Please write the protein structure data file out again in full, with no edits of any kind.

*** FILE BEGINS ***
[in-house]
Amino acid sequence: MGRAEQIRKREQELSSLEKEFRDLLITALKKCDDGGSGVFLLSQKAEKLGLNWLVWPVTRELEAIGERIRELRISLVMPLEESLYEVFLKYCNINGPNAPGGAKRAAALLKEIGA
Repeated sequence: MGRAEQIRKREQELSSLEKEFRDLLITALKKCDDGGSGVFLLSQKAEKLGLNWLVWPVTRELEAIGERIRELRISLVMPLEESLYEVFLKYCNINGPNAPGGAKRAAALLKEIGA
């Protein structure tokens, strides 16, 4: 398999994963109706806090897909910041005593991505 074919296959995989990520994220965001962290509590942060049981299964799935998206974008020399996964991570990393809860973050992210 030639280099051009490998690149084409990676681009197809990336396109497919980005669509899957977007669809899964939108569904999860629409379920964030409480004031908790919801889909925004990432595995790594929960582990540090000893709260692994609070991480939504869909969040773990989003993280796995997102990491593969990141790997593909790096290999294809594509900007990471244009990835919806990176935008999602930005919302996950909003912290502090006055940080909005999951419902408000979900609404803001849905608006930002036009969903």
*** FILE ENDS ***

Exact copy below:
[in-house]
Amino acid sequence: MGRAEQIRKREQELSSLEKEFRDLLITALKKCDDGGSGVFLLSQKAEKLGLNWLVWPVTRELEAIGERIRELRISLVMPLEESLYEVFLKYCNINGPNAPGGAKRAAALLKEIGA
Repeated sequence: MGRAEQIRKREQELSSLEKEFRDLLITALKKCDDGGSGVFLLSQKAEKLGLNWLVWPVTRELEAIGERIRELRISLVMPLEESLYEVFLKYCNINGPNAPGGAKRAAALLKEIGA
């Protein structure tokens, strides 16, 4: 398999994963109706806090897909910041005593991505 074919296959995989990520994220965001962290509590942060049981299964799935998206974008020399996964991570990393809860973050992210 030639280099051009490998690149084409990676681009197809990336396109497919980005669509899957977007669809899964939108569904999860629409379920964030409480004031908790919801889909925004990432595995790594929960582990540090000893709260692994609070991480939504869909969040773990989003993280796995997102990491593969990141790997593909790096290999294809594509900007990471244009990835919806990176935008999602930005919302996950909003912290502090006055940080909005999951419902408000979900609404803001849905608006930002036009969903």